The Soviet 2K22 Tunguska began development in 1970. The introduction of the 93KK Osa in the mid-1970s slowed the development of the Tunguska and the Soviet SPAAG would not enter service until 1982. Image Source [Source].

Upon finally entering service in 1976, the Flakpanzer Gepard was a sophisticated state-of-the-art weapon system, capable of filling the doctrinal gap exposed during the 1973 war. The Gepard would not act alone but as part of an anti-aircraft network, complimenting medium and long-range SAMs by chewing up aircraft daring to fly at low altitudes to avoid radar detection. [Source]

However, developments in anti-tank guided missiles and over-horizon attack weapons during the 1980s would once again bring into question the role of gun-based anti-air systems that required a direct line of sight. [Source]

3.0 Operational History

By the 2010s, the Flakpanzer Gepard had mostly fallen out of favour in the Bundeswehr without ever seeing combat action. Steadily being replaced by the Wiesel 2 Ozelot, a SAM-mounted tankette, Germany’s Gepards were sold and donated to a host of militaries, both within NATO and worldwide. [Source] Notably, Germany sold 15 Gepards to Qatar in 2018 to improve their air defence when they hosted the 2022 FIFA World Cup in the same year. [Source]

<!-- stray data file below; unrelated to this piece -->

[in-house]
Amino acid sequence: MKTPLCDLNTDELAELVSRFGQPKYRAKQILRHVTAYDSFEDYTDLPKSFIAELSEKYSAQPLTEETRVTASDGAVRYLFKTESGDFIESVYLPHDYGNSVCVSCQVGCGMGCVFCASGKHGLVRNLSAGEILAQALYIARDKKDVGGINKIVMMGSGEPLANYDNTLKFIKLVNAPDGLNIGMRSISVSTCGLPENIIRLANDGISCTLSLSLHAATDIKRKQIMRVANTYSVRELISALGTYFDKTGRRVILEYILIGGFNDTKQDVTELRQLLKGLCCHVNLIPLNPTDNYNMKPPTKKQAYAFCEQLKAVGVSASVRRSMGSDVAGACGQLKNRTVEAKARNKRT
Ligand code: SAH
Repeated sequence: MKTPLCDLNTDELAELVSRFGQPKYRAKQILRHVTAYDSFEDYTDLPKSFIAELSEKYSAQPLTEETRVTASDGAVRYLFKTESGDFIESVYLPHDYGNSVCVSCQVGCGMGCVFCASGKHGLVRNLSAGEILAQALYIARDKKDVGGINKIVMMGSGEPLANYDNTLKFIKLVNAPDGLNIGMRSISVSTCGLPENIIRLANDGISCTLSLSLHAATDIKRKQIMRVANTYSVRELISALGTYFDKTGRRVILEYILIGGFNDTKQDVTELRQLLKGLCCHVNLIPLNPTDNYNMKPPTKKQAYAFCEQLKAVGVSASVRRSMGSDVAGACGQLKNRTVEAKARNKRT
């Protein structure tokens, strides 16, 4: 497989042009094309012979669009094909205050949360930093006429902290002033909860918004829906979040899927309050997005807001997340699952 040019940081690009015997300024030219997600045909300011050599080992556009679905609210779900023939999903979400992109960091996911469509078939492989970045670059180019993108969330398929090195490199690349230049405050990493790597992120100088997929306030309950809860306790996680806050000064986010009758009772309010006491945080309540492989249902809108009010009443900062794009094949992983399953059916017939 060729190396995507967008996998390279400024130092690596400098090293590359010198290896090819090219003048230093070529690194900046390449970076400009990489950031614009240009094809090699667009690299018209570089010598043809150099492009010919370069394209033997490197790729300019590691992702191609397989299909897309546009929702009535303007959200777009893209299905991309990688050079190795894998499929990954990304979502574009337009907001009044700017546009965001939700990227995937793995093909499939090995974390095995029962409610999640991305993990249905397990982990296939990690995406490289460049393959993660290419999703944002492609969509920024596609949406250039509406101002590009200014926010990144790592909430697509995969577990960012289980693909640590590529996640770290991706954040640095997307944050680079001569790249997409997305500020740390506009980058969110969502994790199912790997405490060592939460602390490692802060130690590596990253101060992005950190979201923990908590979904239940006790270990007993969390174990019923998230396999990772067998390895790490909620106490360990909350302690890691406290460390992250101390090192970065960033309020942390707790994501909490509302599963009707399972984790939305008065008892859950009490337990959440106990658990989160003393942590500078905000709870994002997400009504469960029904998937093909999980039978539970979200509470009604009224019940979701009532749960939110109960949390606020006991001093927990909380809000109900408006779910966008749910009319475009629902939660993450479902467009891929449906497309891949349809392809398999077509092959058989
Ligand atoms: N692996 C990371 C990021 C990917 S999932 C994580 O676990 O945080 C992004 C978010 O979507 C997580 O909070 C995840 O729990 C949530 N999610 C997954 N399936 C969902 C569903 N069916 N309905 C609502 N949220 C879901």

3.1 Ukraine

In early 2022, Germany was initially very reluctant to provide Ukraine with ‘lethal aid’, mocked for offering up 5,000 helmets over desperately needed weapons and ammunition. [Source

In April 2023, Germany adopted a more active defence policy and pledged 52 Flakpanzer Gepards. The German government also pledged 166,000 rounds of ammunition as well as spare parts for the donated Gepards. Equipment for the Gepard was from Bundeswehr’s Cold War stocks as well as industry-limited stocks. [Source]

“Against helicopters, some types of subsonic missiles and warplanes performing a low pass maneuver, i.e flying at a low altitude,” Oleksandr Kovalenko explains the Gepards role in Ukraine, August 2022. [source]

Despite the belief that the Gepard would bolster Ukraine’s defence against Russian helicopters and aircraft, the German SPAAG really came into its own during Russia’s winter 2022 missile and drone strikes on energy infrastructure.

The internal computer on board Flakpanzer Gepard 1a2 allow the weapon system to receive data from nearby radars, increasing the detection range of the SPAAG.

“Considering that it is quite a modern modification, it can be integrated into our general air defense system … so that it could receive targeting from more powerful radar stations. This way, while a missile is still coming, the Gepard is already waiting for it, preparing,” said Gepard expert Oleksii Bobovnikov. [source]

3.2 The Drone Hunter

Travelling at less than Mach one, Russian cruise missiles and loitering munitions are well within the capabilities of the Gepard. For example, the Kh-101 and Shahed-136, which have been used extensively in strikes against civilian infrastructure, travel at Mach 0.6-0.78 and 115 mph respectively. [Source]

Gepard is also Ukraine’s most cost-effective anti-missile system. For reference, Rheinmetall recently signed a £72 million contract to provide Ukraine with 150,000 rounds of Gepard ammunition, roughly £480 per round. [Source]

Ukrainian Gepard shoots down a Russian cruise missile.

This has allowed Gepard to take some of the strain off of Ukraine’s more capable anti-ballistic missile (ABM) systems PATRIOT and S-300, which cost an estimated £3.16 million and £1.58 million per missile respectively. [Source], [source]